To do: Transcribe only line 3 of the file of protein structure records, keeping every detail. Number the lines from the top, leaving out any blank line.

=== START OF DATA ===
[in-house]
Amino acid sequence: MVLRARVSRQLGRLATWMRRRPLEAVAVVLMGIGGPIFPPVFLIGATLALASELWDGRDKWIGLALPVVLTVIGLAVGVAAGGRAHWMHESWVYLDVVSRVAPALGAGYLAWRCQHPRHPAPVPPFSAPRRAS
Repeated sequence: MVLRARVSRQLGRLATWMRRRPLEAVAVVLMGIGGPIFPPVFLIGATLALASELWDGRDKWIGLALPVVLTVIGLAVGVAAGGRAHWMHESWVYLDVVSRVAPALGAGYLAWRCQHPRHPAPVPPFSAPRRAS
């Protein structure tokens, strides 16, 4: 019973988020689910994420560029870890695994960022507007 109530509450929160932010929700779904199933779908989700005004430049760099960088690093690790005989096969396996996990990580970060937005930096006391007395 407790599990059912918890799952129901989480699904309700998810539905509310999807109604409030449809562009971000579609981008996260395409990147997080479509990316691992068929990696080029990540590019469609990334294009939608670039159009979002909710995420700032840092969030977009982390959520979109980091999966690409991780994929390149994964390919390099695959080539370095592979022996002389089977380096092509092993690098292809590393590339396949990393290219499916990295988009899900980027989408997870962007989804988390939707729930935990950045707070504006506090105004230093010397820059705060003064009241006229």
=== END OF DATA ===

Repeated sequence: MVLRARVSRQLGRLATWMRRRPLEAVAVVLMGIGGPIFPPVFLIGATLALASELWDGRDKWIGLALPVVLTVIGLAVGVAAGGRAHWMHESWVYLDVVSRVAPALGAGYLAWRCQHPRHPAPVPPFSAPRRAS